Old Fort discusses merger

OLD FORT – The Old Fort Board of Education presented the future of the district Monday night during a community meeting designed to inform the public about a possible transfer of territory with Bettsville Local Schools.

The Bettsville Local Schools Board of Education had a similar meeting Thursday. Bettsville presented four options to help the district avoid deficit spending.

The Old Fort board presented two similar options. One was to remain a district, make further cuts, including to staff and programs, and possibly seek additional funds through a levy. The other was to transfer Bettsville’s territory to Old Fort.

Old Fort Local Schools has a projected deficit of $244,938 as of June 30, said district Treasurer Jaime Pearson. Bettsville also is forecast to be in deficit spending at the end of the fiscal year, she said.

If the districts are to merge, both boards and the board from the North Central Ohio Educational Service Center would have to agree and vote on what Old Fort and Bettsville want, Pearson said. The process could take 30 to 60 days.

According to the Bettsville board, that district’s current debt is $305,000.

“Old Fort would assume both revenue and debt from Bettsville,” Pearson said. “We believe projected savings would more than cover the debt.”

With the consolidation, Pearson said Old Fort would close its elementary and house elementary students at the Bettsville building. The change would take effect for the next school year, she said.

Board Vice President Lindsay Sooy said there is a lot of interest in both communities.

“This decision has caused a lot of restless nights and nervous jitters,” she said. “Having the Bettsville building, that is in better condition, is not convenient, but I know it is the right thing to do. We have the opportunity to be proactive and become a larger school.”

Students who are brought to Old Fort now, would be bused to Bettsville, Sooy said. For those who already have a bus route, they would continue to be picked up at their regular stops.

Funds that are received by the districts from the state would be guaranteed for three years if everything goes through, Pearson said.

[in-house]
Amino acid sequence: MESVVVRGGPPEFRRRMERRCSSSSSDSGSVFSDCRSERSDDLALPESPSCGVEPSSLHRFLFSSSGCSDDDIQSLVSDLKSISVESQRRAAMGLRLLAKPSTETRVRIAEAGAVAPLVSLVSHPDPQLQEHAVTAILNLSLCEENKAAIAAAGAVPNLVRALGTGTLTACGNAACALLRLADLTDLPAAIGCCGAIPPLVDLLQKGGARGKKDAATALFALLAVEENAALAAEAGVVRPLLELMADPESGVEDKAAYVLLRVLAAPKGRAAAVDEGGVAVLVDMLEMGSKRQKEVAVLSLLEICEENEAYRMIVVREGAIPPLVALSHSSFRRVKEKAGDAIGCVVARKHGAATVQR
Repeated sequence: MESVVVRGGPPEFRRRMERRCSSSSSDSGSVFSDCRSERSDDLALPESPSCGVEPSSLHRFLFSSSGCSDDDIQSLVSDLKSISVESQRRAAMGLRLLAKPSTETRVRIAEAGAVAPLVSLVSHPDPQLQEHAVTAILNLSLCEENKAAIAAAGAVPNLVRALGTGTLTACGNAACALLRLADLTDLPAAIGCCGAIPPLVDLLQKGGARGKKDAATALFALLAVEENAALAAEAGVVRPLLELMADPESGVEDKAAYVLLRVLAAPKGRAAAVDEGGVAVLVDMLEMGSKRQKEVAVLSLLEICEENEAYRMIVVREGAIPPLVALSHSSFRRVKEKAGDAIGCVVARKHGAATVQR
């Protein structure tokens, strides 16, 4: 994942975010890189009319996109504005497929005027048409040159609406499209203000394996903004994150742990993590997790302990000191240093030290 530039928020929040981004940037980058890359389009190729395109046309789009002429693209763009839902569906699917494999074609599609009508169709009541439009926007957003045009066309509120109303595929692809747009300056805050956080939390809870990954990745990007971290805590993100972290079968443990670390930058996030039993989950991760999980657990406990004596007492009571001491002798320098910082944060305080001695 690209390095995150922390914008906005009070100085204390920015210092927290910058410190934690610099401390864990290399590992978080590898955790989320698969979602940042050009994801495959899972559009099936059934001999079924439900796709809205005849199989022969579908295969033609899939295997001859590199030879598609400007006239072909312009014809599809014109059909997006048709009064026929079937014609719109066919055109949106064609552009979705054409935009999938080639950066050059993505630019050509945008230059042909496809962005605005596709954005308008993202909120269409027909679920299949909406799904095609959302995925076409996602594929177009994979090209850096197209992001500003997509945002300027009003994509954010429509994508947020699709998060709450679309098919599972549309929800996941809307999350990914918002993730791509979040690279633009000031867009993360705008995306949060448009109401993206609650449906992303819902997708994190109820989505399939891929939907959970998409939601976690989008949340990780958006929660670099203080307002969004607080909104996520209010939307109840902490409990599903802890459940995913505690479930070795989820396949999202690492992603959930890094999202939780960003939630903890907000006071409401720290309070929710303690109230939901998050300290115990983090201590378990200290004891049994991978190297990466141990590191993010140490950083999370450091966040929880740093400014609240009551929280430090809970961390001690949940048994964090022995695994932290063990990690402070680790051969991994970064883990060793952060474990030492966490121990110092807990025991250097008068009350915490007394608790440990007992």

Staff from Bettsville would become blended with Old Fort’s staff. The Bettsville district and its board would dissolve, Pearson said. The combined district would have one superintendent and one treasurer. Old Fort would save on supplemental positions, running the elementary building, purchasing services and supplies and more, she said.

Old Fort Board President Gary Cole said the board is looking into beginning the search for a new superintendent. Jude Meyers, former superintendent, tendered his resignation last week.

Serving as interim superintendent is Larry Hodge, an educational consultant from the NCOESC.

Bettsville board president Michelle Davis said that the board accepted the resignation of Superintendent Gregg Pettit at the end of the summer. He is to continue this year, unless the decision to combine is approved, Davis said.

Residents of the Bettsville district might see an increase in taxes as the millage could increase by roughly 13 mills, Cole said.

If the merger proposal does not go through, Bettsville is to propose a levy for the May ballot, so the district would see an increase in taxes either way.

“Nothing is guaranteed,” he said.

Cole said he, Sooy and two other board members are to meet with NCOESC Superintendent Jim Lahoski to work out additional details today.

“This is an important issue for the district and there are still a lot of unknowns,” Pearson said. “A committee would be formed to ensure a smooth transition.”

To avoid deficit spending, Pearson said that so far Old Fort has entered into a shared services agreement with Bettsville, eliminated printers in the district, analyzed every purchase order, analyzed vendors to get the lowest price, had medical insurance changes, restructured grades six through eight and negotiated lower electricity prices. The district also is considering adding solar panels and undertaking a project to save energy costs.

Pearson said that if the district were to remain as it is, it would have to make more staff cuts, cut transportation, eliminate dual enrollment options, increase pay-to-play athletic fees, consider a levy and possibly eliminate physical education, music and art programs.

“This affects the kids, and the last thing we want to do is to have to cut art, or the library at the elementary,” Pearson said.

The idea of combining the districts has been discussed for years, Cole said.

He said that, for him, the primary reason that the plans didn’t work before was that the community of Old Fort didn’t want to discuss the possible change in name or mascot.

Several community members said they were for combining the districts.

One person said he felt it was the best move, but told the board not to rush into a decision until all the facts are known.